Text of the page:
Beginning the Journey Towards an OA Policy

Itemized below are a number of preparatory steps that are useful to consider before launching open access policy work. This is followed by our suggested top ten key strategies.

Preparatory Steps

Identify governance structures, procedural requirements and other processes including collective agreements by which official policies are developed and approved on your campus. This will determine the timeline you will need to consider, the formatting and shape of the actual policy and whether there is a particular administrative group or Senate body that has oversight over official University policy development, approval processes or other administrative requirements. Consider, for instance, who votes for an approval of a policy or who has influence over the outcome. Individuals responsible for managing University procedural documents and policies (ie. Senate Secretary, Legal Counsel’s office etc.) are frequently very good resource people to discuss logistics early on.

  • Consider the character and makeup of a committee or working group to advance an open access policy. Consider:
    • The reporting structure, governance, membership of the committee that will be most advantageous to advance the work.
    • Identify early on the sponsor for the committee and what needs to happen to influence support for such a committee if needed.
    • In most cases, the Librarian representatives on the committee will be the most knowledgeable about the broader OA landscape and various intersections of scholarly communications and open science in all disciplines.  Likely library representatives will need to present or build in educational opportunities so that all committee members are brought up to speed with the larger OA landscape and all its manifestations.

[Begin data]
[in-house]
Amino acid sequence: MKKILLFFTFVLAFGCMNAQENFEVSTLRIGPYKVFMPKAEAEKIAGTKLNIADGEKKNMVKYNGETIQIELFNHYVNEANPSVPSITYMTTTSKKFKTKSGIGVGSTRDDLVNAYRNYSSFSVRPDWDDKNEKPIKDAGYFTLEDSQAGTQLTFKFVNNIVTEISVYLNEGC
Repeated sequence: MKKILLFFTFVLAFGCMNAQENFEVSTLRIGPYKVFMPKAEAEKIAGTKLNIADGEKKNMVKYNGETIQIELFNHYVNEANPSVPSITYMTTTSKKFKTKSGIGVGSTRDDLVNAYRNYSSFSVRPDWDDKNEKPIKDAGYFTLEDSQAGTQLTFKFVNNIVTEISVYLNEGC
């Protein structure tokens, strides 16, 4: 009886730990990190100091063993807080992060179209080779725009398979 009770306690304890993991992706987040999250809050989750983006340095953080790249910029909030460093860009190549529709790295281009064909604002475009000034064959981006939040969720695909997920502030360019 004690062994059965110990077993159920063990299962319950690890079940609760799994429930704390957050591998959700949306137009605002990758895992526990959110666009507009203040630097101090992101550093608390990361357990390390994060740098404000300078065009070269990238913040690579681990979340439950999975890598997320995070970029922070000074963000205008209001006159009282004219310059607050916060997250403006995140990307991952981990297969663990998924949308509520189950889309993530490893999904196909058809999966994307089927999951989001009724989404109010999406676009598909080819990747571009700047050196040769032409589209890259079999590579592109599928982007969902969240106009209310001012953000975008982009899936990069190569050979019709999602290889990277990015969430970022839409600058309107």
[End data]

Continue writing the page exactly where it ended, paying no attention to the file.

• Begin the work of constructing a planning framework, communication plan or roadmap to identify steps and phases to advance the work. An initial internal environmental scan may be helpful to: 
    • identify faculty or students who are publishing open scholarship or participating in open access  in order to identify current uptake, potential allies, stakeholders, champions or committee members. 
    • develop mechanisms to identify levels of understanding of open access, disciplinary attitudes, cultural perspectives and uptake for open access. Suggestions include:
      • identify where and how open access has particular traction;
      • identify the “flavour” of the uptake and how it is supported. This will be helpful in beginning the work of considering best framing for campus engagement and communication.
      • Consider identifying some initial low risk avenues to get a sense of the campus climate for engaging in the potential for an open access policy discussion or to begin the work of socializing the need for an open access policy:
        • identify initial campus awareness events or educational campaigns that may be a strategic first step (i.e. authors rights workshops, publication agreements consultations, introductory sessions on OA).

Listed below are ten key strategies for undertaking the journey towards an institutional OA policy. While we cannot guarantee these will lead to success, it is our hope that you will see the process as productive and positive, regardless of outcome.